Wednesday, 18 October 2017

Elmet by Fiona Mozley

Reviewer: Barbara Scott Emmett ( author of Delirium: The Rimbaud Delusion, The Man with the Horn, The Land Beyond Goodbye, and Don’t Look Down.

What We Thought: Daniel, who is 14, lives with his sister, Cathy, a year or so older, and his Daddy, on the edges of society. His mother, who was only ever an intermittent visitor, has not been seen for years.

Daddy builds a rough-hewn house on land he does not own, in an attempt to provide a settled life for his children. This venture is precarious at best and dangerous at worst. The landowner, Mr Price, soon comes knocking. He is willing to sign over the land, but at a cost. Daddy, a giant of a man, takes part in illegal fights and once worked for Price as a heavy and a debt-collector. He is unwilling to be 'owned' by Price again.

At first things seem relatively normal – within the parameters of their unusual lifestyle: Daddy manages the copse, chops wood, catches food, does odd jobs; Vivian, a neighbour who has known Daddy in the past, home-schools the children erratically from her own diverse and personal range of books. Cathy runs wild but Daniel is of a quieter disposition.

By turns prosaic and poetic, the narrative (told by Daniel) gradually reveals the secrets of the past. Rooted in the land, formerly known as Elmet, the novel depicts a life mud-splattered, hand-calloused and steeped in silence. A sense of unease soon turns to menace and the denouement is shocking.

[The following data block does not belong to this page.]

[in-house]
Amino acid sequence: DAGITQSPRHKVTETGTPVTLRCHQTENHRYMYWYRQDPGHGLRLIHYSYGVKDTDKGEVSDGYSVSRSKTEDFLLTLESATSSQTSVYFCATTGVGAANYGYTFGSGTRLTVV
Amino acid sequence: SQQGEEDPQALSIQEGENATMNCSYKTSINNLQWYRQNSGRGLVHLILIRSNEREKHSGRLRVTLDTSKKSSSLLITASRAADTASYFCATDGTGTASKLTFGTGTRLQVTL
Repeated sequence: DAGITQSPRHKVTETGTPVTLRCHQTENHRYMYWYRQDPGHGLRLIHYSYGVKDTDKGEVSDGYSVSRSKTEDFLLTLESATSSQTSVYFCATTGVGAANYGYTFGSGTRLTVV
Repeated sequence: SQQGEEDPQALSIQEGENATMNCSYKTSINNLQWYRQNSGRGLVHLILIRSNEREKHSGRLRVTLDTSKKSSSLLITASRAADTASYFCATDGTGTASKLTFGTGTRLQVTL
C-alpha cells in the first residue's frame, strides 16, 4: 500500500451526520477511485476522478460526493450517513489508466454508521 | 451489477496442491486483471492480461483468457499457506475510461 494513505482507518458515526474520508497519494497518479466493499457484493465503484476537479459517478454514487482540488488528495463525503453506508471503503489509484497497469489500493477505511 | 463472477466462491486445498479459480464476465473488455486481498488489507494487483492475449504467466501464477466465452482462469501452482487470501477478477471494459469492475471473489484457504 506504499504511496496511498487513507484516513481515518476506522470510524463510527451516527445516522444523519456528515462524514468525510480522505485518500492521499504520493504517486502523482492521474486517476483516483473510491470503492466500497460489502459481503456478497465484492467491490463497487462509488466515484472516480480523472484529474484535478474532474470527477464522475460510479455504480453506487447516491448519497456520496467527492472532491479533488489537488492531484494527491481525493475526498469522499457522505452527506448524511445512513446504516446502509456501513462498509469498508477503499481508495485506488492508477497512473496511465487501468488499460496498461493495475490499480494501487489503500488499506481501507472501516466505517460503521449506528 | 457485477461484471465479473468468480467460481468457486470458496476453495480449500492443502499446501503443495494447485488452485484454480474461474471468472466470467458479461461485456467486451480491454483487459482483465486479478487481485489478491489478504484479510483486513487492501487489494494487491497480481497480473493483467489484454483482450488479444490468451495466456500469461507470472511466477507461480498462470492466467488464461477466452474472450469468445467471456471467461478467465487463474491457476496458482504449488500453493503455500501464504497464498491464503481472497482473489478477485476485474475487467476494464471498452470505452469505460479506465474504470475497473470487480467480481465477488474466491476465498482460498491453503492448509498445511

A certain amount of poetic licence must be allowed as Daniel's narrative style seems too flowery and knowledgeable for a boy with little formal education. Also, at times Cathy seems almost superhuman. I didn't find these quirks a problem though, and accepted them readily within the context of the novel. The start did feel a little slow to me, however, and I almost gave up. I am glad I didn't, as I was soon drawn in to the strangeness of the story and couldn't wait to read on.

I received an ebook of this novel from NetGalley in return for an honest review.

You’ll enjoy this if you like: Holes, The Curious Incident of the Dog in the Night-time, The Catcher in the Rye.

Avoid if you dislike: Oddly literate narrators and somewhat unbelievable events.

Ideal accompaniments: Homegrown vegetable soup, a pint of cider and a roll-up..

Genre: Literary Fiction.

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